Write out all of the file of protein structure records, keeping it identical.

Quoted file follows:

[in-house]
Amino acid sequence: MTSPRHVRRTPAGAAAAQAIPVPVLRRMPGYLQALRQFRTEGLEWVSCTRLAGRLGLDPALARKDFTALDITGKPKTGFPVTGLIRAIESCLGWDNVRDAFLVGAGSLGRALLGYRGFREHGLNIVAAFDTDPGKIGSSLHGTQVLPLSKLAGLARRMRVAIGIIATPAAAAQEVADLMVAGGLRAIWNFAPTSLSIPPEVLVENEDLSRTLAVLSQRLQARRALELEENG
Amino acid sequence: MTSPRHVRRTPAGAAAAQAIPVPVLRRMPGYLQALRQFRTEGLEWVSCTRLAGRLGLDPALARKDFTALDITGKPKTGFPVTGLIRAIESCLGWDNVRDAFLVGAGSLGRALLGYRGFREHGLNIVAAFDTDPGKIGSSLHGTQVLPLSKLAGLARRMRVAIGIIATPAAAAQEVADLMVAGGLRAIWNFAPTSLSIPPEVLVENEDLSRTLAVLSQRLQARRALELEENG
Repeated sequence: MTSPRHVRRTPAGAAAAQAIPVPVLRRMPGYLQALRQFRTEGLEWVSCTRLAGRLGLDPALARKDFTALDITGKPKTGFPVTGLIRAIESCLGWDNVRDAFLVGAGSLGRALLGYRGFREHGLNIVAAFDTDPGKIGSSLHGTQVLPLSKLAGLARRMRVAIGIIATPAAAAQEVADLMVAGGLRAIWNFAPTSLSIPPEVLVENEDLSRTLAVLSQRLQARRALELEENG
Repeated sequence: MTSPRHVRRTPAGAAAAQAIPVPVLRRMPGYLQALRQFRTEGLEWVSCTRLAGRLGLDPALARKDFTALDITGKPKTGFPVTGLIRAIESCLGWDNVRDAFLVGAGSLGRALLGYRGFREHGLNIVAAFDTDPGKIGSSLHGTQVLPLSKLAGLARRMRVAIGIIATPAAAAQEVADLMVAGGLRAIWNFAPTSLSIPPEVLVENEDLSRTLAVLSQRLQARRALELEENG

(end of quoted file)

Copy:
[in-house]
Amino acid sequence: MTSPRHVRRTPAGAAAAQAIPVPVLRRMPGYLQALRQFRTEGLEWVSCTRLAGRLGLDPALARKDFTALDITGKPKTGFPVTGLIRAIESCLGWDNVRDAFLVGAGSLGRALLGYRGFREHGLNIVAAFDTDPGKIGSSLHGTQVLPLSKLAGLARRMRVAIGIIATPAAAAQEVADLMVAGGLRAIWNFAPTSLSIPPEVLVENEDLSRTLAVLSQRLQARRALELEENG
Amino acid sequence: MTSPRHVRRTPAGAAAAQAIPVPVLRRMPGYLQALRQFRTEGLEWVSCTRLAGRLGLDPALARKDFTALDITGKPKTGFPVTGLIRAIESCLGWDNVRDAFLVGAGSLGRALLGYRGFREHGLNIVAAFDTDPGKIGSSLHGTQVLPLSKLAGLARRMRVAIGIIATPAAAAQEVADLMVAGGLRAIWNFAPTSLSIPPEVLVENEDLSRTLAVLSQRLQARRALELEENG
Repeated sequence: MTSPRHVRRTPAGAAAAQAIPVPVLRRMPGYLQALRQFRTEGLEWVSCTRLAGRLGLDPALARKDFTALDITGKPKTGFPVTGLIRAIESCLGWDNVRDAFLVGAGSLGRALLGYRGFREHGLNIVAAFDTDPGKIGSSLHGTQVLPLSKLAGLARRMRVAIGIIATPAAAAQEVADLMVAGGLRAIWNFAPTSLSIPPEVLVENEDLSRTLAVLSQRLQARRALELEENG
Repeated sequence: MTSPRHVRRTPAGAAAAQAIPVPVLRRMPGYLQALRQFRTEGLEWVSCTRLAGRLGLDPALARKDFTALDITGKPKTGFPVTGLIRAIESCLGWDNVRDAFLVGAGSLGRALLGYRGFREHGLNIVAAFDTDPGKIGSSLHGTQVLPLSKLAGLARRMRVAIGIIATPAAAAQEVADLMVAGGLRAIWNFAPTSLSIPPEVLVENEDLSRTLAVLSQRLQARRALELEENG